timestamp = db.Column(db.DateTime, index=True, default=datetime.utcnow)
    user_id = db.Column(db.Integer, db.ForeignKey('user.id'))

    def __repr__(self):
        return '<Post {}>'.format(self.body)
  • Post class will represent posts written by users
  • timestamp is indexed to retrieve easily post in chronological order
    • In general, you will want to work with UTC dates and times in a server application.
  • user_id is a foreign key linked to user.id
  • the post field in the User class is not an actual database field
    • It's an high-level view of the relationship between users and posts
    • for example, if I have a user stored in u, the expression u.posts will run a database query that returns all the posts written by that user

Testing the database (Play Time)

  • Import the database instance and the models
>>> from app import db
>>> from app.models import User, Post
>>> u = User(username='john', email='john@example.com')
>>> db.session.add(u)
>>> db.session.commit()
  • Changes to a database are done in the context of a session
  • Sessions are accessed with db.session
  • You can do multiple changes in a session, that you commit with db.session.commit()
  • db.session.rollback() will abort the session and remove any changes stored in it
  • Sessions guarantee that the database will never be left in an inconsistent state.
>>> u = User(username='susan', email='susan@example.com')
>>> db.session.add(u)
>>> db.session.commit()
>>> users = User.query.all()
>>> users
[<User john>, <User susan>]
>>> for u in users:
...     print(u.id, u.username)
...
1 john
2 susan
  • The query attribute is the entry point to run database queries.
  • query.all() returns all elements of that class
>>> u = User.query.get(1)
>>> u
<User john>
  • With get and knowing the id, we can retrieve specific data
>>> u = User.query.get(1)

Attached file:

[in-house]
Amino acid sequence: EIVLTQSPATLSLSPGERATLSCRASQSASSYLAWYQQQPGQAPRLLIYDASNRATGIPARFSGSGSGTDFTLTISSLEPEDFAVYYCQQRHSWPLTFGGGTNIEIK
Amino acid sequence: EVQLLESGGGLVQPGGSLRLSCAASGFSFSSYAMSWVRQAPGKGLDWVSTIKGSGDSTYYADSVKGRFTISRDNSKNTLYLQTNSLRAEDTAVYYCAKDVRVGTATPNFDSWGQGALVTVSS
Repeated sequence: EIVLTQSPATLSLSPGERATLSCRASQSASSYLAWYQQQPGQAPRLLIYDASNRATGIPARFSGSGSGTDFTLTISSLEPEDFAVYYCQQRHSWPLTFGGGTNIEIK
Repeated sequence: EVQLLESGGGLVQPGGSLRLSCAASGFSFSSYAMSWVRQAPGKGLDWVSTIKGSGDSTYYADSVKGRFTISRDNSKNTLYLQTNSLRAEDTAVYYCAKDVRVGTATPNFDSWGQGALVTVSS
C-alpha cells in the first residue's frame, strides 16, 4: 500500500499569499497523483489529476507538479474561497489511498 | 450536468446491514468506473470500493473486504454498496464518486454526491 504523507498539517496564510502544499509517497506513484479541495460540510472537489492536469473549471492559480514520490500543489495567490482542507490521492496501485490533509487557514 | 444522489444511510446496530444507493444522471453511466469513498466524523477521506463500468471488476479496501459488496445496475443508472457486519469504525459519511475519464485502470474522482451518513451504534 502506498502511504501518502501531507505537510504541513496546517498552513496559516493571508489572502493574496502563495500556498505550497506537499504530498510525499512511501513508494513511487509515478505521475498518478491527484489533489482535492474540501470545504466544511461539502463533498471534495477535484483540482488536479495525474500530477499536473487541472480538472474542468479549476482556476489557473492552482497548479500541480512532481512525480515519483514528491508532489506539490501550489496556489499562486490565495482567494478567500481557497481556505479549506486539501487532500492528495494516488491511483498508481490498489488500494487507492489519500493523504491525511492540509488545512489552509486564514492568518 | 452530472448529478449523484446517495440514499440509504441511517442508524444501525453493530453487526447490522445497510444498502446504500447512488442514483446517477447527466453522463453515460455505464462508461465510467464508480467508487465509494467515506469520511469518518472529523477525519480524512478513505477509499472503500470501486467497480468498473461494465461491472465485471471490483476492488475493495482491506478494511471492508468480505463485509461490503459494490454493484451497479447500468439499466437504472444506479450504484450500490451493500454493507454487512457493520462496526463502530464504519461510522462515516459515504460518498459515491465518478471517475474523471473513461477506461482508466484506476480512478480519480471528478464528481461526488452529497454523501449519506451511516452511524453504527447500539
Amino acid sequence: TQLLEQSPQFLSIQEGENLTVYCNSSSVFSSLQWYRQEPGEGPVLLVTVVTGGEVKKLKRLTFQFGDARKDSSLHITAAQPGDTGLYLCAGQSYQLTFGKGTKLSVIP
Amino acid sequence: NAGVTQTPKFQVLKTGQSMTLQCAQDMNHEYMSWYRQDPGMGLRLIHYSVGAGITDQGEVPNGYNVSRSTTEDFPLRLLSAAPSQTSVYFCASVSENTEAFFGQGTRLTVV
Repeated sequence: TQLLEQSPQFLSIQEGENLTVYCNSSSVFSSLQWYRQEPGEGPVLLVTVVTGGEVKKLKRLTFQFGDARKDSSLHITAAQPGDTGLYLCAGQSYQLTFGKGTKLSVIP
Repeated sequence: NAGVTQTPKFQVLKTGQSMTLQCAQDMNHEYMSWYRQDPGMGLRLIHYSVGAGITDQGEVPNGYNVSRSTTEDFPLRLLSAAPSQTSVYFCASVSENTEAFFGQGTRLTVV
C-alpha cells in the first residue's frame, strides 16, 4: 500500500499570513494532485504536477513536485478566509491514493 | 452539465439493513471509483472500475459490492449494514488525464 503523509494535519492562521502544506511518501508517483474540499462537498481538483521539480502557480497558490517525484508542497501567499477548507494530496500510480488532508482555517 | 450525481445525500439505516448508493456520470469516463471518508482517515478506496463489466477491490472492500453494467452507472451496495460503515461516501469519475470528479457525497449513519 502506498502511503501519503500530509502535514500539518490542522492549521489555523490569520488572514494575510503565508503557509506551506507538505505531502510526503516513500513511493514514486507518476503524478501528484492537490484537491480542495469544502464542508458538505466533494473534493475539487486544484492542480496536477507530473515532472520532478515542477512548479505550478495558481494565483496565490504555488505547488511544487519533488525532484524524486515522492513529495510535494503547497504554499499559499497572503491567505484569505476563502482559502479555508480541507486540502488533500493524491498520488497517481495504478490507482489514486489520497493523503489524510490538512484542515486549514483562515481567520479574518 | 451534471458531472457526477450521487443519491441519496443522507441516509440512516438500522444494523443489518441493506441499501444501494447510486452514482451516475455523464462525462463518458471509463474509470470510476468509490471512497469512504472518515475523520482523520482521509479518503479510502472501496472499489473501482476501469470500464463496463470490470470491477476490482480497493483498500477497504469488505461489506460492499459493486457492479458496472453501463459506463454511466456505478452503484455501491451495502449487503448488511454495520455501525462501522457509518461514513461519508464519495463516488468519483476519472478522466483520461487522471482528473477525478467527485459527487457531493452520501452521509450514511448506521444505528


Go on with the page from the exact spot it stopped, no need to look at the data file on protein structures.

>>> p = Post(body='my first post!', author=u)
>>> db.session.add(p)
>>> db.session.commit()
  • I assign an author to a post using the author virtual field instead of having to deal with user IDs
  • SQLAlchemy is great it provides a high-level abstraction over relationships and foreign keys
  • Other examples
>>> # get all posts written by a user
>>> u = User.query.get(1)
>>> u
<User john>
>>> posts = u.posts.all()
>>> posts
[<Post my first post!>]

>>> # same, but with a user that has no posts
>>> u = User.query.get(2)
>>> u
<User susan>
>>> u.posts.all()
[]

>>> # print post author and body for all posts 
>>> posts = Post.query.all()
>>> for p in posts:
...     print(p.id, p.author.username, p.body)
...
1 john my first post!

# get all users in reverse alphabetical order
>>> User.query.order_by(User.username.desc()).all()
[<User susan>, <User john>]
>>> users = User.query.all()
>>> for u in users:
...     db.session.delete(u)
...
>>> posts = Post.query.all()
>>> for p in posts:
...     db.session.delete(p)
...
>>> db.session.commit()

Shell Context

  • While you work on your application, you will need to test things out in a Python shell very often
  • The shell command is the second "core" command implemented by Flask, after run
  • To start a Python in the interpreter in the context of the application
(venv) $ python
>>> app
Traceback (most recent call last):
  File "<stdin>", line 1, in <module>
NameError: name 'app' is not defined
>>>

(venv) $ flask shell
>>> app
<Flask 'app'>
  • First command doesn't work because the app is not imported
  • flask shell pre-imports the application instance app
  • You can add a list of symbols to pre-import
  • In microblog.py:
from app import app, db
from app.models import User, Post

@app.shell_context_processor
def make_shell_context():
    return {'db': db, 'User': User, 'Post': Post}
  • After you add the shell context processor function you can work with database entities without having to import them:
(venv) $ flask shell
>>> db
<SQLAlchemy engine=sqlite:////Users/migu7781/Documents/dev/flask/microblog2/app.db>
>>> User
<class 'app.models.User'>
>>> Post
<class 'app.models.Post'>

Chapter 5: User Logins

Password Hashing

  • The packages that implement password hashing is Werkzeug
    • Output of pip when you install Flask, since it is one of its core dependencies
>>> from werkzeug.security import generate_password_hash
>>> hash = generate_password_hash('foobar')
>>> hash
'pbkdf2:sha256:50000$vT9fkZM8$04dfa35c6476acf7e788a1b5b3c35e217c78dc04539d295f011f01f18cd2175f'

The verification process is done with a second function from Werkzeug, as follows:

>>> from werkzeug.security import check_password_hash
>>> check_password_hash(hash, 'foobar')
True
>>> check_password_hash(hash, 'barfoo')
False
  • We implement the hashing logic in the user model:
from werkzeug.security import generate_password_hash, check_password_hash

# ...

class User(db.Model):
    # ...

    def set_password(self, password):
        self.password_hash = generate_password_hash(password)

    def check_password(self, password):